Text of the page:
The reverse of the coin featured wreath of agriculture with a small heraldic eagle with shield within the wreath. The eagle was holding the three arrows and olive branch, which it has in many older designs. It featured the "E Pluribus Unum" banner, rays extending from the eagle, stars above it's head and circular clouds. The design of this coin was spectacular and quite elaborate. A depiction of this prototype pattern coin is show below:
Ultimately, this design was rejected by the director of the Mint. The original requirement was that Barber was supposed to design a French version or style of the Liberty (which was finally inspired by a 19th century 5-franc coin from France). In the end, the liberty design turned out being acceptable, but the director complained that the reverse of the coin with the eagle was too much like the first coin that Barber designed. A final pattern was designed and sent to US President Benjamin Harrison so that his administration could take a look at it and review it. Again, even the president was critical and said that the clouds on the back should be removed and that he wanted a more defined liberty design and motto on the reverse because they were susceptible to wearing out over a short time. The end result of the reverse of the coin looked much like his original 1891 design of the eagle and stars within the wreath, only the wreath was removed and everything within it was enlarged.
The reviews of the Barber coins by the public were mixed. Some people really enjoyed the new design, describing the liberty head as being one of the most beautiful designs in US history while the reverse of the eagle was similar to the first US coins. Others described it as "Emperor Vitellius having a goiter" and the eagle being malnourished. Charles Barber's designs were put on the silver dime, quarter and half dollar coins. It was practically the same exact design for the obverse liberty head, and so these coins became known as the Silver Barber Dimes, Silver Barber Quarters and Silver Barber Half Dollars. The quarter and half dollar looked nearly identical other than the diameter of the coin. Although the dime differed due to the reverse having a wreath with "ONE DIME" inscribed within it, instead of the eagle. All of these coins began being produced and circulated in 1892. The half dollars were produced until 1915 while the quarters and dimes lasted another year until 1916.
One of the most famous critics of Barber's silver coinage was President Theodore Roosevelt. He was involved in a private war with the US Mint between 1905 and 1907 and described Barber as an enemy within it. Roosevelt felt that the barber coinage was "insipid" and were far inferior to coins produced in European nations. Many artists, engravers and sculptors agreed with the president's views as well. Theodore Roosevelt felt that Augustus Saint Gaudens, who was currently not employed at the Mint, should design every US coin denomination. His criticism would eventually be applied by Saint Gaudens, who would produce the $20 Gold Saint Gauden's Double Eagle, particularly the MCMVII 1907 High Relief coin. This coin would be known as one of the most beautiful coins in not only US history, but also world history. Barber unsuccessfully attempted to halt the production of his rival's coins in 1908.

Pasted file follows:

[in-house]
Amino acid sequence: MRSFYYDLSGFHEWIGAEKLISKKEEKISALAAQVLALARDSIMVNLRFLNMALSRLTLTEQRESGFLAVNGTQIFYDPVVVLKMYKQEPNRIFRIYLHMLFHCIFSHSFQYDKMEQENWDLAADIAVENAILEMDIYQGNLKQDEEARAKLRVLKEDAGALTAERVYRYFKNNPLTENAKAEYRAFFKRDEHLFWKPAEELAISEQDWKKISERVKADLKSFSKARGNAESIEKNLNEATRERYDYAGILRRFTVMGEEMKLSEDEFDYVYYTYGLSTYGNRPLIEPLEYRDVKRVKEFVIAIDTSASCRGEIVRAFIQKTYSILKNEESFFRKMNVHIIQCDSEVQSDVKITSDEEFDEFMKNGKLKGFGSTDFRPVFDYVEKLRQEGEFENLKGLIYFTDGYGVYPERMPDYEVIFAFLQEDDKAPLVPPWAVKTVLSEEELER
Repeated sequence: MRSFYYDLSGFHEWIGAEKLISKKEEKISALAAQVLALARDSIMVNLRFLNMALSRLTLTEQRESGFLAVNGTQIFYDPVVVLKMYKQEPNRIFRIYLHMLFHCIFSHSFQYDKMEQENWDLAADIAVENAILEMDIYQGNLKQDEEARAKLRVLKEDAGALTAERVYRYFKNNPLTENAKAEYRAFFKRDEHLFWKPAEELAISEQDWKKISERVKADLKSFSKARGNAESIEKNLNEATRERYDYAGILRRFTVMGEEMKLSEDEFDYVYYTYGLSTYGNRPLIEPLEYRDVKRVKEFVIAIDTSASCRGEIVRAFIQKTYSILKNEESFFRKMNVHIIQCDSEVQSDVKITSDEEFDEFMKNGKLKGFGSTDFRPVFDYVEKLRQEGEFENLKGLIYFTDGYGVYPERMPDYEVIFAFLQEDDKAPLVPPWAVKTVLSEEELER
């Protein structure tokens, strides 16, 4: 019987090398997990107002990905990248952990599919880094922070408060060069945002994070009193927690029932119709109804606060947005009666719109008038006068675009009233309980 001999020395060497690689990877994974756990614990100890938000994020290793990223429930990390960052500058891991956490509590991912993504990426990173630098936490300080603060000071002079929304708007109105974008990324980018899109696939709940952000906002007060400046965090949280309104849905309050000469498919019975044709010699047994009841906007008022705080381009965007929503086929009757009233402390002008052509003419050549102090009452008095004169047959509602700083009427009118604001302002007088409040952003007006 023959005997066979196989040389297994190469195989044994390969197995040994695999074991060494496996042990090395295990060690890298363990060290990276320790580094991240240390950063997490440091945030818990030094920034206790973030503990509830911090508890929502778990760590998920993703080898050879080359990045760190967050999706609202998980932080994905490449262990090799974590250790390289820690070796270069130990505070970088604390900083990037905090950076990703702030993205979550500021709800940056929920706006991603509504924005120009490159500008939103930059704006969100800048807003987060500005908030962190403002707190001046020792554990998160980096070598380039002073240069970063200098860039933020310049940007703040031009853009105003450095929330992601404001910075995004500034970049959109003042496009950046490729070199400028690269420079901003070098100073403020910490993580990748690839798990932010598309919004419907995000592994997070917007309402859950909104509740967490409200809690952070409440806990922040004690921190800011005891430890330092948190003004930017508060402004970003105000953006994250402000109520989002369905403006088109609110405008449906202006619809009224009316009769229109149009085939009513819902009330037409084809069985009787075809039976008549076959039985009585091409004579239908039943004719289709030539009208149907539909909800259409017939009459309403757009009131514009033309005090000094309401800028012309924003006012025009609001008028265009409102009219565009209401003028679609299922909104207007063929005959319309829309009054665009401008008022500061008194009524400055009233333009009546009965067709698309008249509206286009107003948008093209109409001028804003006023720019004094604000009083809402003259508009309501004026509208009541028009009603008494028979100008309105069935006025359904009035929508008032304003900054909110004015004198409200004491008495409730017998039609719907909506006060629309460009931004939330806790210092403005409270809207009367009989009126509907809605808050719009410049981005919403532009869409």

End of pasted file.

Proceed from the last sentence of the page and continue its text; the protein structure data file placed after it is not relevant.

Barber also oversaw and took responsibility for the new Denver Coin Mint, which started as an assay office and became a major, official US Branch Mint in 1906, during his tenure as Chief Engraver.
Not only did Barber design coins for the United States, but he also designed silver coins for Hawaii in 1883, which was not a US state at the time. He also made coins for the countries of Venezuela and Cuba. Some coins included the 1892 Columbian half dollar (not to be confused with his Columbia-style Liberty US half dollar coin pattern of 1891), the 1893 Isabella Quarter and 1900 Lafayette Dollar as some of his major designs.
Charles Barber also produced countless other pattern coins that never made it into circulation. He had a collection of over 200 pattern coins collected over his 48 years at the Mint. Although, it is hard to tell which ones were designed solely by him and which ones were designed by other people that he worked with such as Morgan, Saint Gaudens, Longacre, Paquet and his father William. He even had 11 Saint Gaudens double eagle coins in his collection that his rival produced. Some of these coins were already known to be created by others besides Barber, or at least the front or back of the coins may be from Barber's work. He also produced commemorative type coins and medals. One of which commemorated the Louisiana Purchase of 1903 and was assisted by George Morgan.
One of the last coins that Barber designed was a Panama-Pacific $2.50 gold coin and silver half dollar. Charles E. Barber passed away on February 18, 1917 while he was still in office. None other than George T. Morgan would take over the position and become the seventh Chief Engraver of the US Mint.